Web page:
OK–NOW it's time for states to get aboard the Blended-ed bus

Last spring I felt the time had long since passed when smart administrators and superintendents of education should be seeing the logic of bringing more virtual learning into the classrooms. The un-beatable combination of lower cost and higher quality were in my mind undeniable, and since my local admins weren’t listening, I wrote the superintendent of my state, hoping he would get respond to my plea.

He never wrote back.

But now two southern governors, a prominent republican and a democrat, are preaching the digital solution, and I feel that maybe a “tipping point” for widespread blended learning might be happening. According to Malcolm Gladwell, any successful trend needs the assistance of salesmen and connectors, and I think Governors Bush and Wise could just be them. Their arguments are pretty much what I’ve been pushing, vis:

  • digital learning ensures high quality, uniformly delivered content (un-certain about teacher? No problem now)
  • personalized education, in which each child works at just his/her level of proximate development–the equivalent of an Individualized Educational Program for all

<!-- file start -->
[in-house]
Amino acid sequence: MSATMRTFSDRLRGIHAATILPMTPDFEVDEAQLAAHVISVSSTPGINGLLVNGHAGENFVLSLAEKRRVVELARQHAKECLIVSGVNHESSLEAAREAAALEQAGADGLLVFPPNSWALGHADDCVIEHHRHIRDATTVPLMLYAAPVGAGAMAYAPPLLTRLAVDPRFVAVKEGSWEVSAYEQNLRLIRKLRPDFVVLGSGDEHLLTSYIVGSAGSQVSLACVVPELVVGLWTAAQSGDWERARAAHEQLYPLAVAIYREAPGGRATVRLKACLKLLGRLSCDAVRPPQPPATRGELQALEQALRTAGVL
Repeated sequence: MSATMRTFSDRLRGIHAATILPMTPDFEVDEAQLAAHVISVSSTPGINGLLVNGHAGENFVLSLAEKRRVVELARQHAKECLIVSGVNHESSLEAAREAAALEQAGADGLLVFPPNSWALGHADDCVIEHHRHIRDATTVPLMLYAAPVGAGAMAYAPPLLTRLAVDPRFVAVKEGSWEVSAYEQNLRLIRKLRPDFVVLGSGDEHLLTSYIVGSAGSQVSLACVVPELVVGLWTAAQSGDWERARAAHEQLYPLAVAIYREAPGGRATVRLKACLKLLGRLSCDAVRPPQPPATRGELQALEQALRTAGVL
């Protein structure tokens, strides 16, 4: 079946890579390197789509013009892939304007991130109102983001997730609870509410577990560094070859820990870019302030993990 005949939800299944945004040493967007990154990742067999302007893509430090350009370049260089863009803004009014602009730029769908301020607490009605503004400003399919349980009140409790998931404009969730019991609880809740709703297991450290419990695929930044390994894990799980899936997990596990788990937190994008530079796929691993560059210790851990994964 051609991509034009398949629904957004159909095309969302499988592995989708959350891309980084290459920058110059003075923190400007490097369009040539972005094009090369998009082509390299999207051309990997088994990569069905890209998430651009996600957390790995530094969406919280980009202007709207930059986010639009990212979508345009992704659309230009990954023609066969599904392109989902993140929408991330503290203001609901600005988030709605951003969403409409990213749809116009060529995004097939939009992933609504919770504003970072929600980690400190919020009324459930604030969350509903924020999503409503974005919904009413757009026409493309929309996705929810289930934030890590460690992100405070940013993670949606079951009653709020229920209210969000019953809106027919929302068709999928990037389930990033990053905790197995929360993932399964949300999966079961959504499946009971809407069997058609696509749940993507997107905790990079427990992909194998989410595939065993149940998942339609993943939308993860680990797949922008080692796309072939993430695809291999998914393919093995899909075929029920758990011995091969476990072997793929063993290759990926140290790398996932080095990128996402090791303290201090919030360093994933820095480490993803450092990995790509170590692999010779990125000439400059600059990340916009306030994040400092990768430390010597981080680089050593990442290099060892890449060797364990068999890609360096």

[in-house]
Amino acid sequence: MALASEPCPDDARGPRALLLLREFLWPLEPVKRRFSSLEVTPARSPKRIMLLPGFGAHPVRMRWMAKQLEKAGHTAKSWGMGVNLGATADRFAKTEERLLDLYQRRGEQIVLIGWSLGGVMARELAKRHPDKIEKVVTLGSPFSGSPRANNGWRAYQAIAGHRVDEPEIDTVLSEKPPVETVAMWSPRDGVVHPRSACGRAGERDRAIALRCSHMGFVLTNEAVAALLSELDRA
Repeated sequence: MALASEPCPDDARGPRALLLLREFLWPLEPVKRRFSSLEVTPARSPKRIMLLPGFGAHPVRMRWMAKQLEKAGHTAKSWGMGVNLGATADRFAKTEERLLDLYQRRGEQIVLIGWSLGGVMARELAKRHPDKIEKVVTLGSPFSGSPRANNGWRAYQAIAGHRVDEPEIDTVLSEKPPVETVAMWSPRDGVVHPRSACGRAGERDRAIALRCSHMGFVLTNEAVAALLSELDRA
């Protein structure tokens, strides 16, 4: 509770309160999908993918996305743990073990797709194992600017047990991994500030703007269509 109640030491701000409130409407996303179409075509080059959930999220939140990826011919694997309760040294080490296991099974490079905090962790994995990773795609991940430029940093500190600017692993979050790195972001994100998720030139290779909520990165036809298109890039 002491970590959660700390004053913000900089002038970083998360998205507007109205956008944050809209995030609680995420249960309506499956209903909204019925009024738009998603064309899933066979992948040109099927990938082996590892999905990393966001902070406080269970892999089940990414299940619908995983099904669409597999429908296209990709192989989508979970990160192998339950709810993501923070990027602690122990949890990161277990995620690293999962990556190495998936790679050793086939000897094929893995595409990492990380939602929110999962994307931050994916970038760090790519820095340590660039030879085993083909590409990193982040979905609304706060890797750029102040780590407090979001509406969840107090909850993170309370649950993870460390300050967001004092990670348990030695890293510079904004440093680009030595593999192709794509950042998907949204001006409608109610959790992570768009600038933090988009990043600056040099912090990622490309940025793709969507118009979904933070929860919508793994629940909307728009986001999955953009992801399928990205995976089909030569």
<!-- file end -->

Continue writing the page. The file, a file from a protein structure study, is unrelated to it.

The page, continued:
• Common Core Standards can be confidently addressed through a common, quality curriculum; assessments can be crowd-sourced and made increasingly accurate
  • districts and states sharing and developing digital resources means lower costs for all

So, OK. Now that these two conventional politicians are preaching its value, and now that we are two years into an increasingly dire economy, will the argument for blended learning in public schools be further ignored?

I’m betting not. Let this long-overdue “tip” begin!

2 responses to “OK–NOW it's time for states to get aboard the Blended-ed bus”

  1. Great post! Sorry you did not hear back from our state leadership, but I am listening! What are your thoughts about blended professional development? I'm thinking beyond taking online classes.


  2. Great question, Meg! Just this month my district decided to have teachers qualify for their annual “blood borne pathogens” education via an online learning module–a slideshow followed by a quiz. While it was primitive and not the most engaging content, and while it offered zero interaction among learners, it was a small example of PD via blended means. Or rather, since “blended” = online + F2F, it was a small step toward blended PD. But going after teachers with blended PD makes perfect sense–not only is it cost-effective, but it de-mystifies the online part, and makes Boomer and Gen. X teachers see that there is nothing to fear from online content delivery systems. Districts could set it up thus: every teacher gets two-three weeks to complete an online component and post a comment on some colleague's post. Then the large session F2F could break teachers into heterogenous groups that would further discuss the material, and then culminate in a large-group Q&A with decision-makers facilitating. Once the teachers/staff were used to it, the transition to “blended classrooms” would be so much easier.


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